Because of the lack of proper formal education in human rights, the volume of online and offline material used to teach and train citizens on their human rights has peaked in recent years, partly due to the COVID-19 pandemic and the need to develop more online tools. This material has increased human rights awareness but not necessarily empowerment. Article 26 of the UDHR and Articles 13 and 14 of the ICESCR underline that everyone has a fundamental right to education—at least elementary education. Education and lifelong learning should, according to these two documents, be aimed at fully developing the human personality and respect for human rights and fundamental freedoms.

However, with the increasing access to the internet and online learning, the state authorities have strengthened their surveillance, persecution, censorship, and anti-Western propaganda—blaming “Western human rights and liberties” for the shortcomings, poverty, and inequality in their countries. Instead of seeing HRE as a solution to corruption and inequality, governments oppose it. At the same time, thousands of bloggers, protesters, HRDs, and civic activists, seeking improved compliance with human rights norms have been arrested. This has made it even more difficult to integrate HRE into the formal education sector—except for subjects related to sustainability, women’s and children’s rights, and the environment, which are relatively undisputed and can therefore be taught more easily by NGOs and even in the classroom (Tibbitts 2020).

In Kazakhstan, for example, as stated by Yevgeny Zhovtis, head of Kazakhstan’s International Bureau for Human Rights, HRE depends on the political context and leadership. Although lip service and government promises to respect universal human rights and conduct HRE have increased in the past decade, so have human rights abuses and violations. This is more disquieting considering UN Human Rights Council memberships. In 2015, Kyrgyzstan joined the UN Human Rights Council, and Kazakhstan and Uzbekistan were elected to the Council in 2021. All have emphasized their commitments to the World Programme for HRE and the SDGs. Except for Turkmenistan, all four Central Asian countries continue participating in the UN’s Universal Periodic Review (UPR). Commitment at the international level is not the problem, but at the grassroots level and in the classroom, human rights are conspicuously absent.

Governments show a certain political will to respond to international trends and submit reports, but the situation is different at the local level. For example, in February 2019, Uzbek foreign minister Vladimir Norov addressed the United Nations General Assembly (UN GA) in a letter highlighting the importance of all human rights for the development of the Central Asian Republics. In his letter, Norov summarized the results of the first UN-led Forum on Human Rights, which took place in Samarkand in November 2018, to enhance Uzbekistan’s candidacy for the UN Human Rights Council.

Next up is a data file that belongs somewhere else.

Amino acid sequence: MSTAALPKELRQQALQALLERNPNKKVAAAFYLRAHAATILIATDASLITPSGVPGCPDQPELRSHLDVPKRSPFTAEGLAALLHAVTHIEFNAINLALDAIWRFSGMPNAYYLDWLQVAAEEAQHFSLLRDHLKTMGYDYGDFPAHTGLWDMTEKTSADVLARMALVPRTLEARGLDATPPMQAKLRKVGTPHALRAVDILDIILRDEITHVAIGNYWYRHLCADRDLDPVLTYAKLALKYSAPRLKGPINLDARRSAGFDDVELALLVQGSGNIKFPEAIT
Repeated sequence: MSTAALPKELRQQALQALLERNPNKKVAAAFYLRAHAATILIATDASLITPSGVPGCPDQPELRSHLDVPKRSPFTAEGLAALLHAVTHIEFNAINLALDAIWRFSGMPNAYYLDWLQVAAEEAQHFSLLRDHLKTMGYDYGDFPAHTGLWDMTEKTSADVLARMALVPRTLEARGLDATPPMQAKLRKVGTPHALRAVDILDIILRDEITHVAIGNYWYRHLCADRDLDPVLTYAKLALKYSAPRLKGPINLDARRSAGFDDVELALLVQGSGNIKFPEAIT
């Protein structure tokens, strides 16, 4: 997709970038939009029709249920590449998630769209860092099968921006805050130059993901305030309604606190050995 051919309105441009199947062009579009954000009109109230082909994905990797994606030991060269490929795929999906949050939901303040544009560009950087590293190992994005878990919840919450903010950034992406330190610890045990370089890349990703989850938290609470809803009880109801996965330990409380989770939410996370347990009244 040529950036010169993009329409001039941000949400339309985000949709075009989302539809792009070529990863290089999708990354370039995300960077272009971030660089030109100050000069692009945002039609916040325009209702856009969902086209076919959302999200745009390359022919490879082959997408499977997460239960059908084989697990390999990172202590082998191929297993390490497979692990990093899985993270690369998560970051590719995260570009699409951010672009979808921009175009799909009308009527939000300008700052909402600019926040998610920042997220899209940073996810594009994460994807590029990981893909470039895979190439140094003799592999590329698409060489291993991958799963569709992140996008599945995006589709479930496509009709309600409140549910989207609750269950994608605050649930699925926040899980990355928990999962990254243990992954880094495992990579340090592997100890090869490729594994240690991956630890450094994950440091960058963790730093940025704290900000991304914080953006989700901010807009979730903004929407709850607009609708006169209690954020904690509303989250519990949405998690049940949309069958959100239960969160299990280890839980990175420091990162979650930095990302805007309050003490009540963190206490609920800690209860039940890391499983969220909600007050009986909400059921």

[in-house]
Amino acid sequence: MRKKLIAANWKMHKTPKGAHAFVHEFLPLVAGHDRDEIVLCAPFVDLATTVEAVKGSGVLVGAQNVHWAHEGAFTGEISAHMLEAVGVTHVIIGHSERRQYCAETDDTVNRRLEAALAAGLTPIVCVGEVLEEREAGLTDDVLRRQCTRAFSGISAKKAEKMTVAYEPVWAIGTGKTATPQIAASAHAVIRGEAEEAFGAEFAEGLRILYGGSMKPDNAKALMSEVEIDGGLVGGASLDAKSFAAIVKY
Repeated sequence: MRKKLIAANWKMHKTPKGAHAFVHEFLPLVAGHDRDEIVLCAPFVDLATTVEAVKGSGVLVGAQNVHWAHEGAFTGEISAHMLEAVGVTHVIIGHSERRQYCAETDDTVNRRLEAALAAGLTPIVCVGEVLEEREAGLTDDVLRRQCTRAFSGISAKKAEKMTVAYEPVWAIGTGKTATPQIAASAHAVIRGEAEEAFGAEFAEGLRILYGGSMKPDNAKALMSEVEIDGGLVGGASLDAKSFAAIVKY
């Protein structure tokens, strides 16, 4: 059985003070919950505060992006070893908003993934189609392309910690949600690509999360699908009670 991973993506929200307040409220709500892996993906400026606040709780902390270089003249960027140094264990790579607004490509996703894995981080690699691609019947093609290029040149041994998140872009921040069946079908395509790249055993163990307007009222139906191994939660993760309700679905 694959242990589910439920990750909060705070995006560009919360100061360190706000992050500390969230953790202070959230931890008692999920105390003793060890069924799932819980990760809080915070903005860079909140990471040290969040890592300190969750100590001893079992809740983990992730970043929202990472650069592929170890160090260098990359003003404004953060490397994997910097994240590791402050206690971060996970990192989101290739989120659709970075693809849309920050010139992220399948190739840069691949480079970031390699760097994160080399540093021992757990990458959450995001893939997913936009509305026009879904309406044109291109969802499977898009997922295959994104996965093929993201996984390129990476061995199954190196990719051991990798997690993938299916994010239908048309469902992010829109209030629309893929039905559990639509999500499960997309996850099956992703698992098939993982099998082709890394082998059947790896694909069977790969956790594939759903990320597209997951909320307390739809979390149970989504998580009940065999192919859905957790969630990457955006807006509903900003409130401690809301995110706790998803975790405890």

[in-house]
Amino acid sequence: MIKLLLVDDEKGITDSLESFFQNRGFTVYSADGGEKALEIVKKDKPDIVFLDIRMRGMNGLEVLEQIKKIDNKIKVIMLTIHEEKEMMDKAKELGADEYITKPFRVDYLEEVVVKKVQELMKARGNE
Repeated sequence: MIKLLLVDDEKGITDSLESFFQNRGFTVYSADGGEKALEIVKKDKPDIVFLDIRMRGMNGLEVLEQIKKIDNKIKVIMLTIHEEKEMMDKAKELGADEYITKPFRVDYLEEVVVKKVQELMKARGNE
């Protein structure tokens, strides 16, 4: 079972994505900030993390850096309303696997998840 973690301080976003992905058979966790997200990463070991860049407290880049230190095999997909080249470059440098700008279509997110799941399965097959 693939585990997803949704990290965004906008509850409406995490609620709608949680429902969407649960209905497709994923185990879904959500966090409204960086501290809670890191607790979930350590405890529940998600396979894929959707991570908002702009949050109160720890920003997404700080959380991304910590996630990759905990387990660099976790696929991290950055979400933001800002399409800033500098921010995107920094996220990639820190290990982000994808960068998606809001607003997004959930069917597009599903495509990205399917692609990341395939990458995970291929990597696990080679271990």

The Forum was the first of its kind in Central Asia and part of the celebrations for the 70th anniversary of the UDHR. All Central Asian representatives reiterated their commitment to the Declaration. They stressed that international human rights treaties would continue to be the political yardstick for domestic security policies, judicial reforms, and development policy, as well as education. The governmental representatives, ombudsmen, and women, and CSOs emphasized that compliance with human rights is an internal matter, not an external one. This was considered a milestone.

Outside the conference rooms in Samarkand, the societal and political reality was different. Anti-Western and anti-human rights sentiment is on the rise throughout the region, all the more since Russia’s unlawful aggression against Ukraine and the subsequent war in 2022. This will make it even more difficult for HRE to be implemented and HRDs to continue their work in the post-Soviet space in the future. The ongoing support for Russia’s position on international human rights and the Soviet legacy of arbitrary and political justice is far from constituting a reputable rule of law system. The Soviet legacy has never been unpacked—from a political, historical, or legal perspective. As a glorified and unchallenged political legacy, it threatens democratization and the rule of law in all Central Asian republics. And much of this unchallenged past is reflected, not least in the nature and seriousness of human rights violations (Omelicheva 2018: 57–80). After 1991, opportunities to introduce structural legal and political reforms to democratize and establish a political environment that adheres to the rule of law were missed, as was state building. This has led to a situation where CSOs heavily depend on individual alliances with policymakers and their willingness to support HRE.

4 Samarkand Declaration 2018 for Human Rights Education